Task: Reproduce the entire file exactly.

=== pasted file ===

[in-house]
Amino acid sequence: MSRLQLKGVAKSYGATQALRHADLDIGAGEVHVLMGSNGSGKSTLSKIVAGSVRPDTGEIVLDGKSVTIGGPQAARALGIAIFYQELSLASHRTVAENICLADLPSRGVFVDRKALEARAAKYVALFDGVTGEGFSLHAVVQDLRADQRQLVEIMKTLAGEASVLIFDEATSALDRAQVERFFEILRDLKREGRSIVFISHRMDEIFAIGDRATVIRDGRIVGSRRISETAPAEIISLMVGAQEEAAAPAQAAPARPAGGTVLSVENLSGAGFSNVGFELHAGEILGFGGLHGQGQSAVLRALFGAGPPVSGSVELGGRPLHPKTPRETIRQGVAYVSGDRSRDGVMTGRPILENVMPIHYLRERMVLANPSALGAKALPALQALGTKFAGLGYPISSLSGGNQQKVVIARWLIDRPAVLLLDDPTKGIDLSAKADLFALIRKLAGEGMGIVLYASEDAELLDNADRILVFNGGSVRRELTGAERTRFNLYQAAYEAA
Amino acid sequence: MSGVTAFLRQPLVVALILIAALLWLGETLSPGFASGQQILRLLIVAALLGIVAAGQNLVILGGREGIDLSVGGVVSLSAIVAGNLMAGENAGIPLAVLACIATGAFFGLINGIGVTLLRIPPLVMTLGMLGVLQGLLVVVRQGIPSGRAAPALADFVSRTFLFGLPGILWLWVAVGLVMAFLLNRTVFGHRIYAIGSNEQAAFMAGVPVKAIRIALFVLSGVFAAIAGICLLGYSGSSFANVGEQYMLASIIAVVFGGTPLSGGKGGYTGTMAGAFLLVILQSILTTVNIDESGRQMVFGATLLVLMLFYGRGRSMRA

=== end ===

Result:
[in-house]
Amino acid sequence: MSRLQLKGVAKSYGATQALRHADLDIGAGEVHVLMGSNGSGKSTLSKIVAGSVRPDTGEIVLDGKSVTIGGPQAARALGIAIFYQELSLASHRTVAENICLADLPSRGVFVDRKALEARAAKYVALFDGVTGEGFSLHAVVQDLRADQRQLVEIMKTLAGEASVLIFDEATSALDRAQVERFFEILRDLKREGRSIVFISHRMDEIFAIGDRATVIRDGRIVGSRRISETAPAEIISLMVGAQEEAAAPAQAAPARPAGGTVLSVENLSGAGFSNVGFELHAGEILGFGGLHGQGQSAVLRALFGAGPPVSGSVELGGRPLHPKTPRETIRQGVAYVSGDRSRDGVMTGRPILENVMPIHYLRERMVLANPSALGAKALPALQALGTKFAGLGYPISSLSGGNQQKVVIARWLIDRPAVLLLDDPTKGIDLSAKADLFALIRKLAGEGMGIVLYASEDAELLDNADRILVFNGGSVRRELTGAERTRFNLYQAAYEAA
Amino acid sequence: MSGVTAFLRQPLVVALILIAALLWLGETLSPGFASGQQILRLLIVAALLGIVAAGQNLVILGGREGIDLSVGGVVSLSAIVAGNLMAGENAGIPLAVLACIATGAFFGLINGIGVTLLRIPPLVMTLGMLGVLQGLLVVVRQGIPSGRAAPALADFVSRTFLFGLPGILWLWVAVGLVMAFLLNRTVFGHRIYAIGSNEQAAFMAGVPVKAIRIALFVLSGVFAAIAGICLLGYSGSSFANVGEQYMLASIIAVVFGGTPLSGGKGGYTGTMAGAFLLVILQSILTTVNIDESGRQMVFGATLLVLMLFYGRGRSMRA